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Publication numberUS3452520 A
Publication typeGrant
Publication dateJul 1, 1969
Filing dateMay 25, 1967
Priority dateMay 25, 1967
Publication numberUS 3452520 A, US 3452520A, US-A-3452520, US3452520 A, US3452520A
InventorsJohn J Fesco
Original AssigneeStudley Paper Co
Export CitationBiBTeX, EndNote, RefMan
External Links: USPTO, USPTO Assignment, Espacenet
Vacuum cleaner filter bags
US 3452520 A
Abstract  available in
Previous page
Next page
Claims  available in
Description  (OCR text may contain errors)

July 1, 1969 v J. J. FEsco v 3,452,520

VACUUM CLEANER FILTER BAGS Filed May 25, 1967 sheet of 2 INVENTOR. //s//i/ L/ 5:55p

July 1, 19,69 1.- J. FESQO VACUUM CLEANER FILTER BAGS n? of 2 Sheet Filed May 25, 1967 ADW/61493 United States Patent Office 3,452,520 Patented July 1, 1969 3,452,520 VACUUM CLEANER FILTER BAGS John J. Fesco, Baldwin, N.Y., assgnor to Studley Paper Company, Inc., Far Rockaway, N.Y., a corporation of New York Filed May 25, 1967, Ser. No. 641,243 Int. Cl. B01d 29/18, 2.9/14

U.S. Cl. 55--367 1 Claim ABSTRACT F THE DISCLOSURE BACKGROUND OF THE INVENTION Field of the invention This invention resides in the vacuum cleaner filter bag art. More particularly, it is directed to an improvement in bags having a bag wall opposite the air intake port. This invention is particularly concerned with the reinforcement of the bag to prevent ripping of the bag when a stone is sucked against the wall opposite the air intake port.

DISCUSSION OF THE PRIOR ART Several different vacuum cleaner bags havs a continuous bag wall disposed opposite and facing the air intake part of the bag, i.e., the bag wall is on one side and the air intake port on the other but due to gusseted sides of the bag, the port and bag wall are in facing relationship. when these bags, normally constructed of an air pervious paper, are first employed in a vacuuming operation, there is a danger that the entire bag wall opposite the air intake port will rip due to the impingement thereagainst of some hard object. This danger is more acute when the bag is fresh. It such cases should the Ivacuum suck up a stone before the bag becomes distended, the stone is propelled against the bag wall with sufficient force to cause the same to break rendering the bag useless.

SUMMARY OF THE INVENTION Objects of the invention It is an object of this invention, therefore, to provide a vacuum cleaner filter bag with the air intake port disposed opposite but in facing relationship to a continuous bag wall of the bag body.

It is another object of this invention, therefore, to provide such a vacuum cleaner filter bag wherein the bag wall opposite the air intake port is resistant to the forces exerted thereagainst due to entrainment in the air stream of hard dense particles.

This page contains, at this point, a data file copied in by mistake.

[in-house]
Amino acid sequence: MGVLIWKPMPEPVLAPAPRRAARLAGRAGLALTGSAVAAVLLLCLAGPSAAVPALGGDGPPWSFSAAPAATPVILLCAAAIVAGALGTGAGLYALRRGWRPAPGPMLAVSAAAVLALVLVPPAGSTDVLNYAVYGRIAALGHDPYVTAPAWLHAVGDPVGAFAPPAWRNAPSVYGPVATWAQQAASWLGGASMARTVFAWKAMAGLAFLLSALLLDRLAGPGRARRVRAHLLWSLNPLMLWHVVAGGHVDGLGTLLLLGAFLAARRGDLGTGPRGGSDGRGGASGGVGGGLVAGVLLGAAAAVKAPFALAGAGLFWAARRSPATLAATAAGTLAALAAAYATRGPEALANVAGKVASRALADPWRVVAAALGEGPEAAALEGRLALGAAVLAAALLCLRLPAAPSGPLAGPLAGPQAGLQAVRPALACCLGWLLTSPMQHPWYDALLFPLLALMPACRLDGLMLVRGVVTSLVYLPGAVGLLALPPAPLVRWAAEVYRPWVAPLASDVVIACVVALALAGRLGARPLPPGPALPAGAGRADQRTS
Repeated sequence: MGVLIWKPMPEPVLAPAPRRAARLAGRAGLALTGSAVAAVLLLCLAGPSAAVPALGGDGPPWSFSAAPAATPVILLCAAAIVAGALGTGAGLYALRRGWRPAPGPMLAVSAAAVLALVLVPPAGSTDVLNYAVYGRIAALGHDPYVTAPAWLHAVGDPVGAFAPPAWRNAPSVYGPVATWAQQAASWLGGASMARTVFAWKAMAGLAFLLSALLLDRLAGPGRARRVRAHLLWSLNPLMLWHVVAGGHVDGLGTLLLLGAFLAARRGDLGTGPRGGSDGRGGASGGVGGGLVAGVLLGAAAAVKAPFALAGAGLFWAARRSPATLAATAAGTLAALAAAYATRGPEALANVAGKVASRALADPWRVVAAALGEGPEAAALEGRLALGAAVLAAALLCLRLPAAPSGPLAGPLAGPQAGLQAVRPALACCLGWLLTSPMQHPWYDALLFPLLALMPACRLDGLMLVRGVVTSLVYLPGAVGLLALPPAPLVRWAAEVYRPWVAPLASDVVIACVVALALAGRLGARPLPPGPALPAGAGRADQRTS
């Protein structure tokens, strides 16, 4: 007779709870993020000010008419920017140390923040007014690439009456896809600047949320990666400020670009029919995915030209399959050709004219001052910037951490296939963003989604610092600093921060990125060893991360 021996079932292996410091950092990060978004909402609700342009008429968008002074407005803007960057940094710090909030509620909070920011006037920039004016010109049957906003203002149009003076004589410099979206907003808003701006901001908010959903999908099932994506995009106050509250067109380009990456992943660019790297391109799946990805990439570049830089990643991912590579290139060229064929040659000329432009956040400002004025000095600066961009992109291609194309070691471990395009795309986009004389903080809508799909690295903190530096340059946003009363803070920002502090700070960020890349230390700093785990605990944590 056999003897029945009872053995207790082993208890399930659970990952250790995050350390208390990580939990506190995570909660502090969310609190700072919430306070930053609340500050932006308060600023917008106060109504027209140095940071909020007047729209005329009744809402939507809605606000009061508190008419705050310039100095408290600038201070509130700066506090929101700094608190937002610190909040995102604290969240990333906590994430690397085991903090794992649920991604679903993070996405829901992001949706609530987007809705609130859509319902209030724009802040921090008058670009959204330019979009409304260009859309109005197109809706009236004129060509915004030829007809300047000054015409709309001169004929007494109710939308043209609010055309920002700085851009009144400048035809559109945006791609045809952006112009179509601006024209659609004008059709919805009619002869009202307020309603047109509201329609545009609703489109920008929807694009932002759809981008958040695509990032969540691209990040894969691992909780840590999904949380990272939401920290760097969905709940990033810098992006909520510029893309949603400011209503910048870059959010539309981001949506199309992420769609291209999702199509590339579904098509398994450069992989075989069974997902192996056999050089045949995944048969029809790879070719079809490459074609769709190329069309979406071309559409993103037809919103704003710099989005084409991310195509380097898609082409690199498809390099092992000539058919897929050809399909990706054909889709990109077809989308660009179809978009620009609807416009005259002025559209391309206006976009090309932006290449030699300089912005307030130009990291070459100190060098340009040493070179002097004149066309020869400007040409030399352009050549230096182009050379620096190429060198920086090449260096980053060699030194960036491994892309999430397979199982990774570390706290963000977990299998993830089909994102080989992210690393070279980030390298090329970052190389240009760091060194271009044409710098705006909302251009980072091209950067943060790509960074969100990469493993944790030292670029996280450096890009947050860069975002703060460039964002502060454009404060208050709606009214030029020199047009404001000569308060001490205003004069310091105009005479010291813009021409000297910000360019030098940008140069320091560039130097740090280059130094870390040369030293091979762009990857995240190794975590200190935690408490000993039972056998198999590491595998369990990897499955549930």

It is still another object of this invention, therefore, to provide such a vacuum cleaner iilter bag wherein the bag wall is reinforced by a durable, puncture-resistant material.

It is still another object of this invention to provide a vacuum cleaner lter bag which although constructed of paper or other light-weight material can be re-used.

These and other objects of this invention will become apparent from the following complete description of the invention, accompanying drawings and appended claims. F

STATEMENT OF THE INVENTION Broadly, this invention contemplates an improvement in a vacuum cleaner filter bag constructed of an air pervious material, said bag having an air intake port opposite a bag body wall. The improvement resides in a continuous sheet of polyethylene terephthalate disposed opposite the air intake port, between the air intake port and the bag body wall.

In a particularly desirable embodiment, this invention contemplates a vacuum cleaner filter bag comprising a bag body having side gussets, an end fold, an air intake port about which is secured a vacuum cleaner lter bag collar, said air intake port disposed on the side of a bag body wall parallel to the opposite bag body wall, said opposite bag body wall provided with a continuous inside covering of polyethylene terephthalate film.

In still another even more preferred embodiment, this invention contemplates such a vacuum cleaner filter bag wherein the continuous film of polyethylene terephthalate overlaps the gusset folds on either side of the opposite bag body wall.

In another phase of this invention there is contemplated a vacuum cleaner filter bag having an openable and closable end opposite the end fold, said end provided with a stiff bendable material laminated against a bag wall and having laterally extending tabs whereby said bag can be closed .by folding the bag walls over together against one bag wall and folding over the resulting fold, said laterally extending tabs.

BRIEF DESCRIPTION OF THE DRAWINGS This invention can be more readily understood and appreciated when reference is had to the accompanying drawings, in which:

FIGURE 1 is a frontal elevation of the vacuum cleaner lter bag of this invention with the collar removed to facilitate understanding of the invention. The drawing is partially broken away so that the layer of polyethylene terephthalate is visible;